WILD GEORGIA: A record Atlanta Christmas Bird Count amid pandemic

An American kestrel, North America's littlest falcon, was one of the highlights of this season's Intown Atlanta Christmas Bird Count. One of the birds was seen on a now-closed, grass-covered landfill in southeast Atlanta. 
Courtesy of Greg Hume/Creative Commons
An American kestrel, North America's littlest falcon, was one of the highlights of this season's Intown Atlanta Christmas Bird Count. One of the birds was seen on a now-closed, grass-covered landfill in southeast Atlanta. Courtesy of Greg Hume/Creative Commons

Credit: Greg Hume

Credit: Greg Hume

With cameras and binoculars dangling from our necks, warm caps covering our heads and heavy jackets zipped up against winter’s chill, 11 of us birders set out early last Sunday on a daylong quest to count all the birds we could see or hear in southeast Atlanta.

It was part of the Intown Atlanta Christmas Bird Count, one of 25 holiday counts that took place across Georgia this season between Dec. 14-Jan. 5.

This year, in addition to our usual birding accouterments, we wore something else — face masks to protect ourselves and others from the COVID-19 virus. Carpooling was out and social distancing was in, all part of Georgia Audubon’s guidelines for safe birding during the pandemic.

Led by birders Joy Carter and Nathan Farnau, our team’s assigned count area was southeast Atlanta. Twelve other count teams fanned out across other parts of the city in a 15-mile diameter circle centered near the intersection of Briarcliff Road and Ponce de Leon Avenue.

On the south side, our team’s first count location was Constitution Lakes Park in an industrial section off Moreland Avenue, where we tallied 48 species. While looking for the feathered creatures along a trail, we heard loud bugling sounds above us. Looking up, we were thrilled to see large V-shaped formations of migrating sandhill cranes flying high against a clear blue sky. Seeing flocks of sandhills can be breathtaking, even for us who’ve seen them many times.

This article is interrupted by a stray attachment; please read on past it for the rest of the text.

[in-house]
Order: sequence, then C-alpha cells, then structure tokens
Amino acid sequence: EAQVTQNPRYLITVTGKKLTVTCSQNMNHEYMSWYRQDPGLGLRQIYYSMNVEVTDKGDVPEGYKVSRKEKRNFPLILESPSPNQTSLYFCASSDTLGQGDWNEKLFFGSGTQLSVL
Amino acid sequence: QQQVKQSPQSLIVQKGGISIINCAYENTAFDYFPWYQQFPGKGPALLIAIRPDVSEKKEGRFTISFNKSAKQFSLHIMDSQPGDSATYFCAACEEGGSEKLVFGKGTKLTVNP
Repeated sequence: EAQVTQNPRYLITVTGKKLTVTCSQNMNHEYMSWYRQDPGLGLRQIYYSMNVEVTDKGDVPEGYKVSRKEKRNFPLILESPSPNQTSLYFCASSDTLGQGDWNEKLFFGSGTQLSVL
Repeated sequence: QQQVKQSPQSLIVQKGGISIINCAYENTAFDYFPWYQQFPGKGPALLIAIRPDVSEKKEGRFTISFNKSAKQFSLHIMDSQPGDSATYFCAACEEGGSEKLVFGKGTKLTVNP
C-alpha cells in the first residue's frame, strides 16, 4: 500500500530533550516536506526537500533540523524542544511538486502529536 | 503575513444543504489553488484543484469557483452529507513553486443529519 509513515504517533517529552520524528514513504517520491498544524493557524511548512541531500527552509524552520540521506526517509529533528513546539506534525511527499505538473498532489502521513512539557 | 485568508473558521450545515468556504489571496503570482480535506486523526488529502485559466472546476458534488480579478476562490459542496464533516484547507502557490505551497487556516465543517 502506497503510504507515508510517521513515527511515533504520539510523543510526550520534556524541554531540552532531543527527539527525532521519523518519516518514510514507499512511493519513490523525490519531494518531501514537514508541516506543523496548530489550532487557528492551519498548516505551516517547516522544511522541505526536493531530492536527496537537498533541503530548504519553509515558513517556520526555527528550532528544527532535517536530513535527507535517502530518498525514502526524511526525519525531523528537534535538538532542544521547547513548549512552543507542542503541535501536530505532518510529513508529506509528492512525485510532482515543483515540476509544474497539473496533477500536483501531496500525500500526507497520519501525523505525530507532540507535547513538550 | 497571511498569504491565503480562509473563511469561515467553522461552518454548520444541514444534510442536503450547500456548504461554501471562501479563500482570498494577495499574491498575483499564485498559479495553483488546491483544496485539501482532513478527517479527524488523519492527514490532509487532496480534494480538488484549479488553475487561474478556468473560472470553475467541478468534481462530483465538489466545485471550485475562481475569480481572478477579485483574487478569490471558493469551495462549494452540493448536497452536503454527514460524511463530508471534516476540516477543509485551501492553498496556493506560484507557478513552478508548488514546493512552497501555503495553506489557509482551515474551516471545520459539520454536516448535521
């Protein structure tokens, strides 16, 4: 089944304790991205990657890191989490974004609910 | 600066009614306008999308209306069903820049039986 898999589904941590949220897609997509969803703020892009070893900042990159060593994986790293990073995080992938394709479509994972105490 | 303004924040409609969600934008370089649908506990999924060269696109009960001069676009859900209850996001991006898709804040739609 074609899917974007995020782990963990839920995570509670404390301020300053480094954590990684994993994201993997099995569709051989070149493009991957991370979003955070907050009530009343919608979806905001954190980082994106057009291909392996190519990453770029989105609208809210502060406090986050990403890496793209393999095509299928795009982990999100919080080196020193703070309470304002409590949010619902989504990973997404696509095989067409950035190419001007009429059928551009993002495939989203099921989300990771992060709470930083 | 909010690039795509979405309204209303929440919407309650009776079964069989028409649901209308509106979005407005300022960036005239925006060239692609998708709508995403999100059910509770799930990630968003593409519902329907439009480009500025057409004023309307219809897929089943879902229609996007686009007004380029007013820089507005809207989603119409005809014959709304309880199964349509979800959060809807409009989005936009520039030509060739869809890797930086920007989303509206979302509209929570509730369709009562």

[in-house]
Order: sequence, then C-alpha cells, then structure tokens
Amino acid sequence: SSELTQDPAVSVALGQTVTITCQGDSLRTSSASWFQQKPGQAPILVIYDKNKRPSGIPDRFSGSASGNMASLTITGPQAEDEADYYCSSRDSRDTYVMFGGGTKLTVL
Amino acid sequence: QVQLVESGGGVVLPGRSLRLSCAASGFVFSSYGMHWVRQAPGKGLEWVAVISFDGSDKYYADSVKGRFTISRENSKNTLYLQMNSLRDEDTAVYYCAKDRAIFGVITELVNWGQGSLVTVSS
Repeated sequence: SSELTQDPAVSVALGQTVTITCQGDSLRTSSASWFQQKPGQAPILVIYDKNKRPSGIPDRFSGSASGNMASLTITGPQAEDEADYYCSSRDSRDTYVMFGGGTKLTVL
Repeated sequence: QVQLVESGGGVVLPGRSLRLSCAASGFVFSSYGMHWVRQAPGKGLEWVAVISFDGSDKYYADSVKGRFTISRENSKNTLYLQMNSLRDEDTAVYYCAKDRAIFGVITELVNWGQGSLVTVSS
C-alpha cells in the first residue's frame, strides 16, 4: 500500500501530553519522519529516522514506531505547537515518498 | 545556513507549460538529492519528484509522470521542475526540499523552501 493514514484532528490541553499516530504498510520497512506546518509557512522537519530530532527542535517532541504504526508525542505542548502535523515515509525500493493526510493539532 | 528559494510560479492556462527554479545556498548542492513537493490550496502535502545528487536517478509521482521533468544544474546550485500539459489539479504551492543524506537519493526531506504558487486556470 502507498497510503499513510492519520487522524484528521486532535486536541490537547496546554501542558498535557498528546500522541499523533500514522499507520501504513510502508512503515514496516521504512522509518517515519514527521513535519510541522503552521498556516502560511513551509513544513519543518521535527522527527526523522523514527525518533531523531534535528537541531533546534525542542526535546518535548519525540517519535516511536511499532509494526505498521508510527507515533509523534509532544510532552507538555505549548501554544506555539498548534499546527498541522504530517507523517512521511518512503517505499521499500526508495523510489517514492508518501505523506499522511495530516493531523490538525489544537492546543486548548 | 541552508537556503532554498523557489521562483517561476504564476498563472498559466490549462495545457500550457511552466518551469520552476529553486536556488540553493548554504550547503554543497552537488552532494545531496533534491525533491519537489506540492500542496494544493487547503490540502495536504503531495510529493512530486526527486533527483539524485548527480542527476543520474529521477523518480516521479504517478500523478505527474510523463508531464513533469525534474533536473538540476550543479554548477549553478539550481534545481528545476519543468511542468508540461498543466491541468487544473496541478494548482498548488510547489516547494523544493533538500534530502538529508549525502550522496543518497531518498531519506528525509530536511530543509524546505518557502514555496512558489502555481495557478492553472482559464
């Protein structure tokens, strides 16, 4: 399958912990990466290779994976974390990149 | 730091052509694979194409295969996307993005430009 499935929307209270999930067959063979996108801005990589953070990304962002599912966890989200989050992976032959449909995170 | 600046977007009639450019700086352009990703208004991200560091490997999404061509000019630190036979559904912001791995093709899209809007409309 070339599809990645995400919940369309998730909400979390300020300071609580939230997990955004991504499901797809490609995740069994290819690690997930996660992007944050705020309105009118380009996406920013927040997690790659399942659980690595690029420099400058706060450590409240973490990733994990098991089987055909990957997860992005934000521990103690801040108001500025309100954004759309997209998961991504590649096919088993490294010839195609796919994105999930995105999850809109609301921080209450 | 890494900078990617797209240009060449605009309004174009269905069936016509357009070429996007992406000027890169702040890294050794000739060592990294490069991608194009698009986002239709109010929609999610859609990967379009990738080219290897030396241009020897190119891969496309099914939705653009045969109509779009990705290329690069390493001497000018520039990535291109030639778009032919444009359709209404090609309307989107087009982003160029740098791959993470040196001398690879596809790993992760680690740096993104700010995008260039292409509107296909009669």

But our most unusual birding venue was a huge, now-closed dump — the corporate-owned Donzi Lane Landfill on Moreland Industrial Boulevard where tons of construction debris are buried (including wastes and rubble from demolition and construction for the 1996 Olympics in Atlanta).

The landfill has become a wildlife haven, especially for grassland-loving creatures. During our visit there, we saw flocks of Eastern meadowlarks and a low-flying American kestrel, North America’s littlest falcon.

With all 13 teams reporting, the final tally for the day was 96 species, eight more than the previous high.

IN THE SKY: From David Dundee, Tellus Science Museum astronomer: The moon will be new on Wednesday. Mercury is low in the west at dusk and will appear near the moon on Thursday. Venus, low in the east, rises just before dawn and will appear near the moon on Monday morning. Mars is high in the southwest at dusk.

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